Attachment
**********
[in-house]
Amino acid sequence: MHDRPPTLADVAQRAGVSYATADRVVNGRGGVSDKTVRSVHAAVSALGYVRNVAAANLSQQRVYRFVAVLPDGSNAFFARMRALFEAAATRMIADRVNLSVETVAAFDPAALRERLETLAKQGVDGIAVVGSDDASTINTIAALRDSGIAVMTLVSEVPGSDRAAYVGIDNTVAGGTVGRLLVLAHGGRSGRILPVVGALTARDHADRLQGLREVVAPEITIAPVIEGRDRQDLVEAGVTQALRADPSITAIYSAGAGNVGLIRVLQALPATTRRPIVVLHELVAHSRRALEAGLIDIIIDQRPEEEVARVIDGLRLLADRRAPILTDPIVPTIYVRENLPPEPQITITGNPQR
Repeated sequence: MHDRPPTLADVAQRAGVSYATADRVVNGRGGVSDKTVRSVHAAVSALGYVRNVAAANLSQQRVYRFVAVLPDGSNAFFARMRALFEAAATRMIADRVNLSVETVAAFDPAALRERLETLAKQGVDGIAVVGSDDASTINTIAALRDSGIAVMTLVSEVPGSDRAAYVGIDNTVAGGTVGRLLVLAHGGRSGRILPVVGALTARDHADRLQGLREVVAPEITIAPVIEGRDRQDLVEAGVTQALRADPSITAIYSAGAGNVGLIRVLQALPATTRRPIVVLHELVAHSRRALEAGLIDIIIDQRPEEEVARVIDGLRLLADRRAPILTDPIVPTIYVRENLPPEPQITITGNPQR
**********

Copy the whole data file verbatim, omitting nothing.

[in-house]
Amino acid sequence: MHDRPPTLADVAQRAGVSYATADRVVNGRGGVSDKTVRSVHAAVSALGYVRNVAAANLSQQRVYRFVAVLPDGSNAFFARMRALFEAAATRMIADRVNLSVETVAAFDPAALRERLETLAKQGVDGIAVVGSDDASTINTIAALRDSGIAVMTLVSEVPGSDRAAYVGIDNTVAGGTVGRLLVLAHGGRSGRILPVVGALTARDHADRLQGLREVVAPEITIAPVIEGRDRQDLVEAGVTQALRADPSITAIYSAGAGNVGLIRVLQALPATTRRPIVVLHELVAHSRRALEAGLIDIIIDQRPEEEVARVIDGLRLLADRRAPILTDPIVPTIYVRENLPPEPQITITGNPQR
Repeated sequence: MHDRPPTLADVAQRAGVSYATADRVVNGRGGVSDKTVRSVHAAVSALGYVRNVAAANLSQQRVYRFVAVLPDGSNAFFARMRALFEAAATRMIADRVNLSVETVAAFDPAALRERLETLAKQGVDGIAVVGSDDASTINTIAALRDSGIAVMTLVSEVPGSDRAAYVGIDNTVAGGTVGRLLVLAHGGRSGRILPVVGALTARDHADRLQGLREVVAPEITIAPVIEGRDRQDLVEAGVTQALRADPSITAIYSAGAGNVGLIRVLQALPATTRRPIVVLHELVAHSRRALEAGLIDIIIDQRPEEEVARVIDGLRLLADRRAPILTDPIVPTIYVRENLPPEPQITITGNPQR